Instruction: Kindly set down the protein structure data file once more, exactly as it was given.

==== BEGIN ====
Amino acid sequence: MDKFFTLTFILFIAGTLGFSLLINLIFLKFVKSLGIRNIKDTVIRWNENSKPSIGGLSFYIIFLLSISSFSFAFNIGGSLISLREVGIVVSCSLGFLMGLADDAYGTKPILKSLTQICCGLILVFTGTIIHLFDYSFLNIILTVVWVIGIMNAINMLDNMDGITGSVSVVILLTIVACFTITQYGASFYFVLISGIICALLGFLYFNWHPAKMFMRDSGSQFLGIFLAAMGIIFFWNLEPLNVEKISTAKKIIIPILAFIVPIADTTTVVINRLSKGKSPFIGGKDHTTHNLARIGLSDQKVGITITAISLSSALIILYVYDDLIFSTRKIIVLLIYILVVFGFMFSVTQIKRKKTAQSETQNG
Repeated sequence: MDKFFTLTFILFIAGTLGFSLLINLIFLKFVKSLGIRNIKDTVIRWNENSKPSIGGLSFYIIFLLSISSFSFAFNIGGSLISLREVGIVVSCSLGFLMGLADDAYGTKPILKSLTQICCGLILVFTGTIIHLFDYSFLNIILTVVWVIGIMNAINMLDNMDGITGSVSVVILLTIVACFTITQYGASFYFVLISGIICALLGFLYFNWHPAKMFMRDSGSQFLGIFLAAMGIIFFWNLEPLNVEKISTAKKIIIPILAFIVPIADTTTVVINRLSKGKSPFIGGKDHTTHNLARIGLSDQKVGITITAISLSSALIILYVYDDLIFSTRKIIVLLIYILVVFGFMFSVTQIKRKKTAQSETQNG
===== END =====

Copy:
Amino acid sequence: MDKFFTLTFILFIAGTLGFSLLINLIFLKFVKSLGIRNIKDTVIRWNENSKPSIGGLSFYIIFLLSISSFSFAFNIGGSLISLREVGIVVSCSLGFLMGLADDAYGTKPILKSLTQICCGLILVFTGTIIHLFDYSFLNIILTVVWVIGIMNAINMLDNMDGITGSVSVVILLTIVACFTITQYGASFYFVLISGIICALLGFLYFNWHPAKMFMRDSGSQFLGIFLAAMGIIFFWNLEPLNVEKISTAKKIIIPILAFIVPIADTTTVVINRLSKGKSPFIGGKDHTTHNLARIGLSDQKVGITITAISLSSALIILYVYDDLIFSTRKIIVLLIYILVVFGFMFSVTQIKRKKTAQSETQNG
Repeated sequence: MDKFFTLTFILFIAGTLGFSLLINLIFLKFVKSLGIRNIKDTVIRWNENSKPSIGGLSFYIIFLLSISSFSFAFNIGGSLISLREVGIVVSCSLGFLMGLADDAYGTKPILKSLTQICCGLILVFTGTIIHLFDYSFLNIILTVVWVIGIMNAINMLDNMDGITGSVSVVILLTIVACFTITQYGASFYFVLISGIICALLGFLYFNWHPAKMFMRDSGSQFLGIFLAAMGIIFFWNLEPLNVEKISTAKKIIIPILAFIVPIADTTTVVINRLSKGKSPFIGGKDHTTHNLARIGLSDQKVGITITAISLSSALIILYVYDDLIFSTRKIIVLLIYILVVFGFMFSVTQIKRKKTAQSETQNG